Where a pre-pack is implemented by an administrator appointed out of court, often a sale will be completed before the unsecured creditors are aware of the pre-pack and have an opportunity to object. If the administrator is court appointed, the proposed pre-pack will need to be considered by the court and so creditors can make their objections to the court.
It remains however that a challenge to a pre-pack is extremely difficult, with the court generally placing reliance on the experience and judgment of the administrator if he favours a pre-pack.
Creditors also have a right to bring an action against an administrator if the administrator’s conduct has unfairly prejudiced the interests of the creditors, or where an administrator is not performing his functions quickly and efficiently. Again however, these are difficult tests to meet.
A quicker and cheaper way of challenging a pre-pack is to contact the Insolvency Service’s Pre-Pack Complaints Hotline. This may be used where creditors consider that they have been unduly disadvantaged by an administration (or any other corporate insolvency process).
What does pre-pack administration mean to a retail supplier?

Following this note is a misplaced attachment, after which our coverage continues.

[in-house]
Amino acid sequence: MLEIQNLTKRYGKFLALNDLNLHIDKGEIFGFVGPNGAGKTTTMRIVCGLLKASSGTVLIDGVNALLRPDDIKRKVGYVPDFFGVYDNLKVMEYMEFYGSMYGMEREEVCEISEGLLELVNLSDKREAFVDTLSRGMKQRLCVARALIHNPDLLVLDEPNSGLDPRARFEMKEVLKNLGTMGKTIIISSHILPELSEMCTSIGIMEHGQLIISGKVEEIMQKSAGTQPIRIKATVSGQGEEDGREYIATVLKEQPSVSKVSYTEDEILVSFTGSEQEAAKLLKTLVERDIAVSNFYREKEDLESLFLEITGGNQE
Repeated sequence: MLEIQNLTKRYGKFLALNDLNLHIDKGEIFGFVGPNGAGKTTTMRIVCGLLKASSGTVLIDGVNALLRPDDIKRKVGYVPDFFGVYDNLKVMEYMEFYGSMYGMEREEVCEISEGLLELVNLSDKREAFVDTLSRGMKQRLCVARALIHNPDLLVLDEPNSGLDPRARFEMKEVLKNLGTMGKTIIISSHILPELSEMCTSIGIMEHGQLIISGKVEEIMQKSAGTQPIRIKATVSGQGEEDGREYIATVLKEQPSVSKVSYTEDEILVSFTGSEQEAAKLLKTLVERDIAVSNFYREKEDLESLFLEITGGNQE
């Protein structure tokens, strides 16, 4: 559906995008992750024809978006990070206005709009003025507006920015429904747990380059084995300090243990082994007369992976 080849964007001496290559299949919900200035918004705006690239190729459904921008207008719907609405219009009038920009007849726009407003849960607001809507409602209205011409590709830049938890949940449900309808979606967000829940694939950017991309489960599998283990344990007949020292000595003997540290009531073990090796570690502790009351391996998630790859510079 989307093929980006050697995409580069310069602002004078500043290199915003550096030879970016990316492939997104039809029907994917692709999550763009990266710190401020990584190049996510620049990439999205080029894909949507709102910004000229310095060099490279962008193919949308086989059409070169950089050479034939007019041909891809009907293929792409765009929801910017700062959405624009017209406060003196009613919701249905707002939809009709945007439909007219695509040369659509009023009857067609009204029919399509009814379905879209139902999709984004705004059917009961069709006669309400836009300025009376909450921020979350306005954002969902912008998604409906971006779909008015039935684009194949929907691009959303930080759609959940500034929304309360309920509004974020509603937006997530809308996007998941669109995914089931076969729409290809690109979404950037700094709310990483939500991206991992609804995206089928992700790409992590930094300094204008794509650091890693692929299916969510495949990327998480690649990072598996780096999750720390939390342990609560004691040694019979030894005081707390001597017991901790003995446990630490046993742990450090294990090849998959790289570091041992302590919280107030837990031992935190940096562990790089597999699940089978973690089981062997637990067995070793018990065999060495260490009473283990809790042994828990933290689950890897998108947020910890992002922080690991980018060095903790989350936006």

Pre-pack administrations are not a perfect answer to everyone’s problem when a company is experiencing severe financial difficulties, but it is another tool available to owners or managers of a struggling business.
Overall, it is generally thought that pre-packs are a relatively quick and efficient way of transferring the business and/or assets of an insolvent company. They have a lesser impact on the costs involved compared with an administration. They can result in a better return for creditors, minimise disruption, save more jobs and limit the loss of goodwill with suppliers, customers and others. The latter is key for retailers who are heavily reliant on consumer confidence in their brands and assets.
To find out more, click here to speak with Michael Lewis.
Rent Reviews: Not to be disregarded
A landlord can only conduct a rent review if there is a rental review provision in the lease. In modern leases, rent reviews are around every three to five years.
Negotiations over rent clauses are crucial because the landlord will have a different objective to the tenant as the provisions often only allow for increases in rent. It is very rare that the provision allows for a decrease in rent and so at the time of review, the rent will either stay the same or increase.
When the time comes for rent to be reviewed, the process can be instigated by notice (in writing) or by parties entering into negotiations. However it is clearly in both parties’ interest to negotiate a new rent and resolve any dispute early on to avoid incurring unnecessary time and costs. Tenants should remember that often rent reviews can be backdated.